Why didn’t more Jews leave Europe before the war began?


Link to the article HERE.



the raising of lazarus

“The Raising of Lazarus”, painted by an anonymous German artist, was salvaged by the Monuments Men at the end of World War II before entering the Bavarian State Paintings Collection in 1961, where it remained until now.

The work, painted in oils on wood, is thought to have been created between 1530 and 1540 and was part of a collection assembled by James von Bleichröder, the son of Gerson von Bleichröder, a Jewish banker who rose to fame as Otto von Bismarck’s personal financial adviser. James von Bleichröder died in 1937.

Nearly 80 years after it was stolen from the family, the painting, valued at about $250,000, was returned to Frank Winkel at a ceremony in Munich. Mr. Winkel lives in Munich and is the heir of James von Bleichröder’s daughter Ellie, who survived incarceration at the Theresienstadt concentration camp.

View full article HERE.



Andreas Achenbach’s Sicilian Landscape (1861).


The current possessor of an Andreas Achenbach (1815-1910) painting recently withdrawn from a Dusseldorf museum on charges that it is “Nazi loot” protests that it was acquired in a normal “art gallery transaction.” Whatever that is… in the Germany of the 1930s.

The painting is being claimed by the Canadian-based Max Stern estate, named after Max Stern (1904-1987) a Jewish art dealer and collector who, as a member of the Jewish faith, was forced by the Nazi government to liquidate his gallery’s inventory.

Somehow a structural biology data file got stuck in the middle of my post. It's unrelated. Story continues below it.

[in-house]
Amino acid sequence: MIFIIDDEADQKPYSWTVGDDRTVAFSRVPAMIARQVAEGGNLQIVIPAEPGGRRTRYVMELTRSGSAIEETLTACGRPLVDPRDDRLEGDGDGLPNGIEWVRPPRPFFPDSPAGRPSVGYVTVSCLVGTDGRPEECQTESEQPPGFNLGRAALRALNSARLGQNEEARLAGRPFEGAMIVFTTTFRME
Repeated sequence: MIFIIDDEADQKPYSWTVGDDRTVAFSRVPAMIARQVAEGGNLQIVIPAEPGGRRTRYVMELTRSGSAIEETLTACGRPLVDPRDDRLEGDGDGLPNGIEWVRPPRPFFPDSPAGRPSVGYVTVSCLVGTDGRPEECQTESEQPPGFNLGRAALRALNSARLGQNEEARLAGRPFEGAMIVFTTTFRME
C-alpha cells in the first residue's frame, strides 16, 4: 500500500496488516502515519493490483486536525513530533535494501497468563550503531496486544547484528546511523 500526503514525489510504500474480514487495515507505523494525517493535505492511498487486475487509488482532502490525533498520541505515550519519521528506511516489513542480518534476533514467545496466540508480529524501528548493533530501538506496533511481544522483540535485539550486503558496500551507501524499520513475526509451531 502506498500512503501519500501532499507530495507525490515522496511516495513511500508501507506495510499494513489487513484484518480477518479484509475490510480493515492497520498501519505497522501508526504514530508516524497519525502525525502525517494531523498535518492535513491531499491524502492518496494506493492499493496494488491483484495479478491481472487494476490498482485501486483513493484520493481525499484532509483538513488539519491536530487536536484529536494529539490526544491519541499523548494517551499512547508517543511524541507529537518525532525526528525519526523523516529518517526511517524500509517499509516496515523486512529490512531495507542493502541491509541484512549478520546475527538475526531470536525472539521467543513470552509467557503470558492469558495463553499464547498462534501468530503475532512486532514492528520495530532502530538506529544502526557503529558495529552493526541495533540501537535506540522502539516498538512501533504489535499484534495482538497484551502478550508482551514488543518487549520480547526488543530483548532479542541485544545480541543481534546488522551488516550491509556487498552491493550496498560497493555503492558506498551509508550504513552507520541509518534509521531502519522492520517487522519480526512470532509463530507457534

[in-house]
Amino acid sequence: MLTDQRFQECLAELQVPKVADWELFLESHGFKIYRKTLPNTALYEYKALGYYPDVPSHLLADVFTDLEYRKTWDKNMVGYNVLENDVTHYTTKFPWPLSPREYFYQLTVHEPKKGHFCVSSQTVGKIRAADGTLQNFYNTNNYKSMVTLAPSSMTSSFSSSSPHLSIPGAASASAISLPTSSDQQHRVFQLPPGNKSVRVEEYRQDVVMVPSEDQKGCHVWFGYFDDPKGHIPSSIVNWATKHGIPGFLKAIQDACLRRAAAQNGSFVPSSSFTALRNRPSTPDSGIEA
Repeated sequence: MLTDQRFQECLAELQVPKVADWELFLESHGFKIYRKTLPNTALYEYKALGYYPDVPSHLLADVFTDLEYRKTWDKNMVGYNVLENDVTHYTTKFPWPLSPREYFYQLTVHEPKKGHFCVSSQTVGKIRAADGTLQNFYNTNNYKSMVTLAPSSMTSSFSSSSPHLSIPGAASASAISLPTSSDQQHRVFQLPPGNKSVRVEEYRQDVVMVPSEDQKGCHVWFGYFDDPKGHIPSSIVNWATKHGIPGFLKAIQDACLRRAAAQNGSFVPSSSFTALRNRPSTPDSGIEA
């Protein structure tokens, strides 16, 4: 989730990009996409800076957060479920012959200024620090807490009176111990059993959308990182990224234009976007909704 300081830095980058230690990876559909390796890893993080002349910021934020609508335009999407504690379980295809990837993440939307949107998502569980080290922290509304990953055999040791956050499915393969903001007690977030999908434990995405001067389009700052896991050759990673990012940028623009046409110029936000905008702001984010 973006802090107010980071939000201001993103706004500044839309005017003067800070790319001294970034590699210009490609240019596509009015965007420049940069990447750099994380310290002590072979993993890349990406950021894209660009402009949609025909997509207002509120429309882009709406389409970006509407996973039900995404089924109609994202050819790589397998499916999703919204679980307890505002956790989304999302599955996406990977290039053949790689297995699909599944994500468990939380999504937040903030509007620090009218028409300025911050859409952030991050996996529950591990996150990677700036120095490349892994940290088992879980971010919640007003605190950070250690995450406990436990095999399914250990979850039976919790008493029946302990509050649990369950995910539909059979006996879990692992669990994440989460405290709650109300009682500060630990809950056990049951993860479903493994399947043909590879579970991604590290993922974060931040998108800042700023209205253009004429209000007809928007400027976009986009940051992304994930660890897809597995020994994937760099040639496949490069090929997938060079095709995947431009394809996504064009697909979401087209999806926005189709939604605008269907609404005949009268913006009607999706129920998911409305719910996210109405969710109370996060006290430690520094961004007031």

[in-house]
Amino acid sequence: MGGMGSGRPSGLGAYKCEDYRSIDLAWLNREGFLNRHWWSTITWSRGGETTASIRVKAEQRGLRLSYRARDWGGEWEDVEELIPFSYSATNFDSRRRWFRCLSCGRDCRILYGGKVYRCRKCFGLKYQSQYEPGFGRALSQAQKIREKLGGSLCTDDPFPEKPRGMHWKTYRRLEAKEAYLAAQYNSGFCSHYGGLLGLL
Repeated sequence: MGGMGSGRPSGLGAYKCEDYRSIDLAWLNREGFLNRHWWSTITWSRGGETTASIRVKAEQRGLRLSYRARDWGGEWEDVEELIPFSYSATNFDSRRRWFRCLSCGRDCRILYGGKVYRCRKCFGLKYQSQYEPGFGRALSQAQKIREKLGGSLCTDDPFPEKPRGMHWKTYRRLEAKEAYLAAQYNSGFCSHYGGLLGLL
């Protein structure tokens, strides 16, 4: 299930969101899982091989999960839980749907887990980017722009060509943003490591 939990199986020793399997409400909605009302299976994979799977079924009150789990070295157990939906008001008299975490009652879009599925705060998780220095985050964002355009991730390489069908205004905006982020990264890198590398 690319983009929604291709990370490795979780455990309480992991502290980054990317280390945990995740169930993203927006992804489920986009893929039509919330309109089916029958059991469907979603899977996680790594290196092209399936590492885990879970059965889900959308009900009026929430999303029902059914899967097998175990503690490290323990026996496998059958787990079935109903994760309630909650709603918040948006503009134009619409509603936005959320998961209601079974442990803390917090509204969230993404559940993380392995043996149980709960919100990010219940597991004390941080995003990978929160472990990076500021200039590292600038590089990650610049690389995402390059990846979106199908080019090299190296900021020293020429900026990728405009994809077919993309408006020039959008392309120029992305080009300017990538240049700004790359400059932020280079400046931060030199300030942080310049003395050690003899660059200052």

That is usually referred to as a “forced sale” and an “act of duress.”

Nevertheless, the owner of the Achenbach painting vows to fight for his property rights.

Source: Holocaust Art Restitution Project.


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The Eldorado was a famed destination in Berlin for lesbians, homosexual men, transvestites of both sexes, and tourists during the 1920’s and 30’s. As soon as the Nazis came to power, gay bars and clubs like the Eldorado were closed down. The “El Dorado” was situated at 29, Lutherstraße. It had a lavish floor show. It was closed down in about 1932.

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Artwork Nazis stole in WWII returning to Jewish owner’s heir


Max Liebermann’s “Basket Weavers” is set to return to the American heirs of its original Jewish owner after it was confiscated by the Nazis, jockeyed by an unscrupulous German art trader, and ultimately purchased by an Israeli Holocaust survivor unaware of its murky past.

View full article HERE.